Cape Town – While Cyril Ramaphosa will be a very effective communicator with business and investors, we do not think policy wise it’s a given that he will be investor friendly.

So said Nomura’s emerging markets economist Peter Attard-Montalto, following the announcement of Ramaphosa’s appointment of deputy president on Sunday.

Montalto said a black economic empowerment economy (the world Ramaphosa comes from) is very different from a free market (private) business economy that would be growth enhancing.

According to the Sunday Independent newspaper, an informed source said the business tycoon’s main role would be to run the economy and restore investor confidence in the country.

He would also continue his mediation duties in war-torn countries such as the Central African Republic and South Sudan.

Ramaphosa is an astute negotiator and politician and co-founded the National Union of Mineworkers. He also played a key role in the negotiations that ended apartheid rule and helped draft the country’s constitution.

He quit politics in 1996 when Thabo Mbeki beat him to the position of deputy under Nelson Mandela.

However, Ramaphosa remained loyal to the ANC and his popularity among the members remained intact.

In his take on Zuma’s new cabinet announced on Sunday, Montalto said the overall flavour of the changes to Zuma’s cabinet is to say the least odd and seemingly more political than practical – “keeping Zuma loyalists close at hand with little acknowledgment for ministers who were doing well to stay put, or replacements being strongly suited”.

To underline this, he said he sees Susan Shabangu’s move from mining minister to a new women’s ministry in the presidency as an effective demotion, “given the conflicting mandate and lack of power such a position will have”.

She is replaced by Ngoako Ramatlhodi who was former deputy prisons minister.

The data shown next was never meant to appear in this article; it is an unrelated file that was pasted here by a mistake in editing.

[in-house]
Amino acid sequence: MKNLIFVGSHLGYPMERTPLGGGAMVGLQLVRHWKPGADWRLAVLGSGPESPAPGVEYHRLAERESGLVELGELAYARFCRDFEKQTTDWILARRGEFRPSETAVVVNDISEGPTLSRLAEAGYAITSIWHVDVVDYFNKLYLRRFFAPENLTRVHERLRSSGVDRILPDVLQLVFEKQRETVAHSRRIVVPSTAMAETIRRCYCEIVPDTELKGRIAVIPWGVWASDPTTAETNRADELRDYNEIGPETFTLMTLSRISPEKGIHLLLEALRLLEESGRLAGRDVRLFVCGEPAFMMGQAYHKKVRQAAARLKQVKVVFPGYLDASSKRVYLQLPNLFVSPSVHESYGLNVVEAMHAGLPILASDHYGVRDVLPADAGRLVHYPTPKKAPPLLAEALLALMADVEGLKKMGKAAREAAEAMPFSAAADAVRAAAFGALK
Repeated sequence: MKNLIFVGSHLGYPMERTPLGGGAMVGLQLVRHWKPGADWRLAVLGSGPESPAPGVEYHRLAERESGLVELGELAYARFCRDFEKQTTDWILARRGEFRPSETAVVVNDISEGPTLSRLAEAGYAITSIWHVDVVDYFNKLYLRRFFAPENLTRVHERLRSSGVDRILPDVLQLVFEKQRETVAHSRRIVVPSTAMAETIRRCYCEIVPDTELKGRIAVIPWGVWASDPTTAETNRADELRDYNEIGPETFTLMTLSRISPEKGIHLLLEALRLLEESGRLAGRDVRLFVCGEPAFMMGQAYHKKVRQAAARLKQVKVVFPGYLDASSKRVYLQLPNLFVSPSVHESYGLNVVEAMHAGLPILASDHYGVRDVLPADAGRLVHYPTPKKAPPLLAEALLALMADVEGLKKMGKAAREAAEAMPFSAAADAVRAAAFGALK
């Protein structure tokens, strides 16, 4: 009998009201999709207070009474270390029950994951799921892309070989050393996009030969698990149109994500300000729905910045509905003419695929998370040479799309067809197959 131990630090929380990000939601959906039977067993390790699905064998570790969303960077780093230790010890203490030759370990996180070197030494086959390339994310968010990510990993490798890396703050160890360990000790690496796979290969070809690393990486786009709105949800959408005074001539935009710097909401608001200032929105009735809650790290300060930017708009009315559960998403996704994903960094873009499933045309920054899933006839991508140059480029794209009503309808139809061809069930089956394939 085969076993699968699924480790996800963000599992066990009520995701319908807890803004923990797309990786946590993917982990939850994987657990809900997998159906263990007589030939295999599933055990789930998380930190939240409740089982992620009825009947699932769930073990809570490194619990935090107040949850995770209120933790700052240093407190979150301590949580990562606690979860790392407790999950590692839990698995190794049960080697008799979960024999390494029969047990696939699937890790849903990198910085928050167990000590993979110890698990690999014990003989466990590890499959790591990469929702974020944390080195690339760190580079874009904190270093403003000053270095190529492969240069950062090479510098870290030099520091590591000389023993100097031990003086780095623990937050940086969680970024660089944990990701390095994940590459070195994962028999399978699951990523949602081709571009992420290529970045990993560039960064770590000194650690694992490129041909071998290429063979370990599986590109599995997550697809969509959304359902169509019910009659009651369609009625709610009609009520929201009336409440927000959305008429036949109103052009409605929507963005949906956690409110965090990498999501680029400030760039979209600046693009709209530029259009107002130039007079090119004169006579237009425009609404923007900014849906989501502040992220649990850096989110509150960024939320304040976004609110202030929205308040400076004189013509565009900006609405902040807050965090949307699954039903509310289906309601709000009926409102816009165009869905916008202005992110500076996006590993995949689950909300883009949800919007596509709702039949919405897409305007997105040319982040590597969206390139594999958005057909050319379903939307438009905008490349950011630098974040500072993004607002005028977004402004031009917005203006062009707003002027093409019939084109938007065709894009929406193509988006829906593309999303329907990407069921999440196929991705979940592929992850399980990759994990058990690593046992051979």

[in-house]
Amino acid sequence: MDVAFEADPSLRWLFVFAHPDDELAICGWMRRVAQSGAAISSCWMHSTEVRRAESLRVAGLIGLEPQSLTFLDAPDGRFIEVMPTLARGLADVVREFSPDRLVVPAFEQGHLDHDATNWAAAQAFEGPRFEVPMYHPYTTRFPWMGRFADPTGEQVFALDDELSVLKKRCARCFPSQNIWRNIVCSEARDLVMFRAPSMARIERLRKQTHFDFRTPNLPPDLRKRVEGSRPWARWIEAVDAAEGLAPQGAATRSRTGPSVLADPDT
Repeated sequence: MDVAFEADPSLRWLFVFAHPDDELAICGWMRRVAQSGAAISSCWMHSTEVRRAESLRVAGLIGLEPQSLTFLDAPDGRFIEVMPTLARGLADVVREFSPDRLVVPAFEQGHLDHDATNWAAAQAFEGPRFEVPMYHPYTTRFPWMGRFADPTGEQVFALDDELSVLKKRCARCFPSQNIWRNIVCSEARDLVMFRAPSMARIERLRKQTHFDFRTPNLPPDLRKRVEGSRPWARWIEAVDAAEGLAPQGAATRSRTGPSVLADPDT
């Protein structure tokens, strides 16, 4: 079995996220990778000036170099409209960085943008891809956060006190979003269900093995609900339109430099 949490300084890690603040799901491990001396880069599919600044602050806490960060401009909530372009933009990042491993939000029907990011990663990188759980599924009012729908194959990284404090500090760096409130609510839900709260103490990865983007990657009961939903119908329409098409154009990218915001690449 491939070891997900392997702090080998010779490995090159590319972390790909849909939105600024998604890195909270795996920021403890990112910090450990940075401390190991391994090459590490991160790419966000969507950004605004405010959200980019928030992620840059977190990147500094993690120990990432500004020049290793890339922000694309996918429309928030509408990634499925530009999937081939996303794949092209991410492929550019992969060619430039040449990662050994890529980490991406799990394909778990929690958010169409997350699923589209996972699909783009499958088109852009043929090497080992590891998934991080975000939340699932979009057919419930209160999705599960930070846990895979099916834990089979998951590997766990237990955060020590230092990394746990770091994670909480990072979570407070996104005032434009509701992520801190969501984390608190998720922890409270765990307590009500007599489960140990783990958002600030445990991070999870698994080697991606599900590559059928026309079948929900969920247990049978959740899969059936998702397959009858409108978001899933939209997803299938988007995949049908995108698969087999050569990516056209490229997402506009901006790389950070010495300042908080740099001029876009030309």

“We have some strong concerns about him as he, as a closer Zuma loyalist, has been responsible within the ANC for selling the post-Mangaung vision of a ‘second democratic revolution’ which involved an increase in state control of the economy and may be someone who is willing to more actively utilise the new discretionary powers available in the MPRDA Amendments Act.

“That said, as he hasn’t held a top job before we will have to wait and see, but he is a black nationalist and has previously expressed some very worrying views on the constitution. It is far from clear that this sort of background can help the industry get out of its current rut.”

On Malusi Gigaba’s promotion to home affairs, Montalto said he sees it as Gigaba taking another step along the road to one day being president.

He vacates public enterprises which goes to Lyn Brown, former head of ANC opposition in Western Cape provincial legislature. “It is difficult to see what skill she brings to the position given the command and leadership Gigaba brought to the brief,” he said.

Rob Davies and Ebrahim Patel respectively stay at trade and industry and economic development, while Mildred Oliphant also stays at labour “meaning the broad brush strokes of microeconomic policy remain the same”.